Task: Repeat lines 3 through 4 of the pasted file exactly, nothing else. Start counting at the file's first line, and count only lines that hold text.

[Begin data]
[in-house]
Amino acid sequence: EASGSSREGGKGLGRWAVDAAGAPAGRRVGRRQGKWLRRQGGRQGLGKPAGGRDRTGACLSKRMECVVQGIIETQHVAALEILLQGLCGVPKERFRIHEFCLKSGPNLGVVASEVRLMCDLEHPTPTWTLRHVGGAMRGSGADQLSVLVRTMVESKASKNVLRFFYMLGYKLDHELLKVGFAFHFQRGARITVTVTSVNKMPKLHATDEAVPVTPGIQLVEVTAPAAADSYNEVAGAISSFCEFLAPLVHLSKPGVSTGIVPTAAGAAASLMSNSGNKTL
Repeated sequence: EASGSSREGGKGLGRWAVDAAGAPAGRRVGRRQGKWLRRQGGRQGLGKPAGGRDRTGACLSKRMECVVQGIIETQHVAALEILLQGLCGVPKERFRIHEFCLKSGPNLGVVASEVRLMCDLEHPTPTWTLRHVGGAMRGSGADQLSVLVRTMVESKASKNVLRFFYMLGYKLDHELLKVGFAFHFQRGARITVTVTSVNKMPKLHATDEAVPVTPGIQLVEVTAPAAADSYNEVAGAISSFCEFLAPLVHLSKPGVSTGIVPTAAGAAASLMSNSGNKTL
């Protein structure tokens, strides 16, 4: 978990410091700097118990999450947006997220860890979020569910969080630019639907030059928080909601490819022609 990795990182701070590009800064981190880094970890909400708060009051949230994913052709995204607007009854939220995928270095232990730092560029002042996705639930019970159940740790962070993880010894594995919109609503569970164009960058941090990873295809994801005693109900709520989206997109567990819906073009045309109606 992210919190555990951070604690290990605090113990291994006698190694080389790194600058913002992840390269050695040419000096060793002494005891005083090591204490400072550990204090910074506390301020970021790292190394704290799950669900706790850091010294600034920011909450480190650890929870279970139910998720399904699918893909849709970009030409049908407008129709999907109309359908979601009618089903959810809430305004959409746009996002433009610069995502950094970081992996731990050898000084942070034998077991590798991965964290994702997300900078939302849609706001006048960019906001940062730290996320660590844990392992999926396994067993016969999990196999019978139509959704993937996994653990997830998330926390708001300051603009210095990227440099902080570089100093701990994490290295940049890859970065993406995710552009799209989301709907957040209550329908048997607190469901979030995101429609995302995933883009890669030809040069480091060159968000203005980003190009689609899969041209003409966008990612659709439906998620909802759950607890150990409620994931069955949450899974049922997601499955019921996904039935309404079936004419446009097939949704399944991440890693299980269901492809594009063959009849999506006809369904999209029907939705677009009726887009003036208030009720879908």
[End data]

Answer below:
Repeated sequence: EASGSSREGGKGLGRWAVDAAGAPAGRRVGRRQGKWLRRQGGRQGLGKPAGGRDRTGACLSKRMECVVQGIIETQHVAALEILLQGLCGVPKERFRIHEFCLKSGPNLGVVASEVRLMCDLEHPTPTWTLRHVGGAMRGSGADQLSVLVRTMVESKASKNVLRFFYMLGYKLDHELLKVGFAFHFQRGARITVTVTSVNKMPKLHATDEAVPVTPGIQLVEVTAPAAADSYNEVAGAISSFCEFLAPLVHLSKPGVSTGIVPTAAGAAASLMSNSGNKTL
């Protein structure tokens, strides 16, 4: 978990410091700097118990999450947006997220860890979020569910969080630019639907030059928080909601490819022609 990795990182701070590009800064981190880094970890909400708060009051949230994913052709995204607007009854939220995928270095232990730092560029002042996705639930019970159940740790962070993880010894594995919109609503569970164009960058941090990873295809994801005693109900709520989206997109567990819906073009045309109606 992210919190555990951070604690290990605090113990291994006698190694080389790194600058913002992840390269050695040419000096060793002494005891005083090591204490400072550990204090910074506390301020970021790292190394704290799950669900706790850091010294600034920011909450480190650890929870279970139910998720399904699918893909849709970009030409049908407008129709999907109309359908979601009618089903959810809430305004959409746009996002433009610069995502950094970081992996731990050898000084942070034998077991590798991965964290994702997300900078939302849609706001006048960019906001940062730290996320660590844990392992999926396994067993016969999990196999019978139509959704993937996994653990997830998330926390708001300051603009210095990227440099902080570089100093701990994490290295940049890859970065993406995710552009799209989301709907957040209550329908048997607190469901979030995101429609995302995933883009890669030809040069480091060159968000203005980003190009689609899969041209003409966008990612659709439906998620909802759950607890150990409620994931069955949450899974049922997601499955019921996904039935309404079936004419446009097939949704399944991440890693299980269901492809594009063959009849999506006809369904999209029907939705677009009726887009003036208030009720879908």